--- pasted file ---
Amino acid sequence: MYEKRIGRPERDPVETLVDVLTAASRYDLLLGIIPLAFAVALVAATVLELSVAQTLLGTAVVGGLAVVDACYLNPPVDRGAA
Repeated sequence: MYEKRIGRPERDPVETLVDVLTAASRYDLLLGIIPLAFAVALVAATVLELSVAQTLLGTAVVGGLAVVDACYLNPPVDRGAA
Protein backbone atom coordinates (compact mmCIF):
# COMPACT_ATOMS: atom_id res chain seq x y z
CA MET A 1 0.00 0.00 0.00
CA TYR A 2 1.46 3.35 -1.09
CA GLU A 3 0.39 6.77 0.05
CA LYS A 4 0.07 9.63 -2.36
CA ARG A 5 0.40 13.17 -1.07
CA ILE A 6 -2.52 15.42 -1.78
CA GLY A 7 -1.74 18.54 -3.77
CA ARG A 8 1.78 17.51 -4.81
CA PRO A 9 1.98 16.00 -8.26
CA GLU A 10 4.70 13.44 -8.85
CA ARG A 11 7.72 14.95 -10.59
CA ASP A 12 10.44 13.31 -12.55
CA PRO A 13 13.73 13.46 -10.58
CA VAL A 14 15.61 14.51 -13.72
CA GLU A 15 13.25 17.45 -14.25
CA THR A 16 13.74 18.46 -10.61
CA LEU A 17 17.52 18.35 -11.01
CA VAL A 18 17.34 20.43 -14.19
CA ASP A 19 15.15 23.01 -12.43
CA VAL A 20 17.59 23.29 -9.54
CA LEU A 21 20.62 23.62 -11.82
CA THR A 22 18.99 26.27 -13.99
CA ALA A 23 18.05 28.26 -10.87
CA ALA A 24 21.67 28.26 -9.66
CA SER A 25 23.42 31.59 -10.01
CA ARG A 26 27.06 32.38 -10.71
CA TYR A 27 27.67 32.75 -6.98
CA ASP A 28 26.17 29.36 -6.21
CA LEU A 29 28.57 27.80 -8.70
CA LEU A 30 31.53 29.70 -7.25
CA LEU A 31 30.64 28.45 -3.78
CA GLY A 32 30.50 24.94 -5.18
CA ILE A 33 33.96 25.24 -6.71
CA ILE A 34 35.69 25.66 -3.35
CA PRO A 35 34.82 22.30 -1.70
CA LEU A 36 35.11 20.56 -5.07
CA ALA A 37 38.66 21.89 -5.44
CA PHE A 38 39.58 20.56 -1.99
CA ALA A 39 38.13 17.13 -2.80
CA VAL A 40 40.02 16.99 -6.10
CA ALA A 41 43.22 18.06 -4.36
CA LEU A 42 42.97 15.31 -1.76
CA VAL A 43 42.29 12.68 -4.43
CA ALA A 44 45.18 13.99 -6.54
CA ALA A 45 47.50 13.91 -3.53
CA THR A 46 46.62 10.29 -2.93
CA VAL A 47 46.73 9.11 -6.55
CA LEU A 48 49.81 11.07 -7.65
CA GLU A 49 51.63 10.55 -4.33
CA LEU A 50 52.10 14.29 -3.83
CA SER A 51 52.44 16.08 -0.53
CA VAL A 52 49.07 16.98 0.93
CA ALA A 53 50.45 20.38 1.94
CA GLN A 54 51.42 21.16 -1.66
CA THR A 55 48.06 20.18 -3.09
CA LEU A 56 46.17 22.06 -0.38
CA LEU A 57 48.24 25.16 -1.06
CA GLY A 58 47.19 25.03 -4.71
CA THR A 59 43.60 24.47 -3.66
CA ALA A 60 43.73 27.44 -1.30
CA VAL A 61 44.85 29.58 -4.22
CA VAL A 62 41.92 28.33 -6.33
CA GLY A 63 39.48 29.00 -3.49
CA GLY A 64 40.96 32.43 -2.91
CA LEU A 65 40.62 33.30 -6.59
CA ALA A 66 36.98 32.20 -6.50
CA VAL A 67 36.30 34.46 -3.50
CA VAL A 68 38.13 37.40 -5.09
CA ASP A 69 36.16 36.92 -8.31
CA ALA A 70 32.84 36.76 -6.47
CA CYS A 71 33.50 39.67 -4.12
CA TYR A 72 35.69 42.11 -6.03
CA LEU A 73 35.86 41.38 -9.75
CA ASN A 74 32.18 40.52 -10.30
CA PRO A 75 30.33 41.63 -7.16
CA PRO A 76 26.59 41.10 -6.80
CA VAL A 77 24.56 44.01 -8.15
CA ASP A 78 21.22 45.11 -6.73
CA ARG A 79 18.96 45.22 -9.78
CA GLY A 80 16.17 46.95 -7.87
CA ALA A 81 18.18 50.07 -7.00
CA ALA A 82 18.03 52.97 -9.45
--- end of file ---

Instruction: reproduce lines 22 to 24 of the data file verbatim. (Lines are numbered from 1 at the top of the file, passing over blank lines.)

CA VAL A 18 17.34 20.43 -14.19
CA ASP A 19 15.15 23.01 -12.43
CA VAL A 20 17.59 23.29 -9.54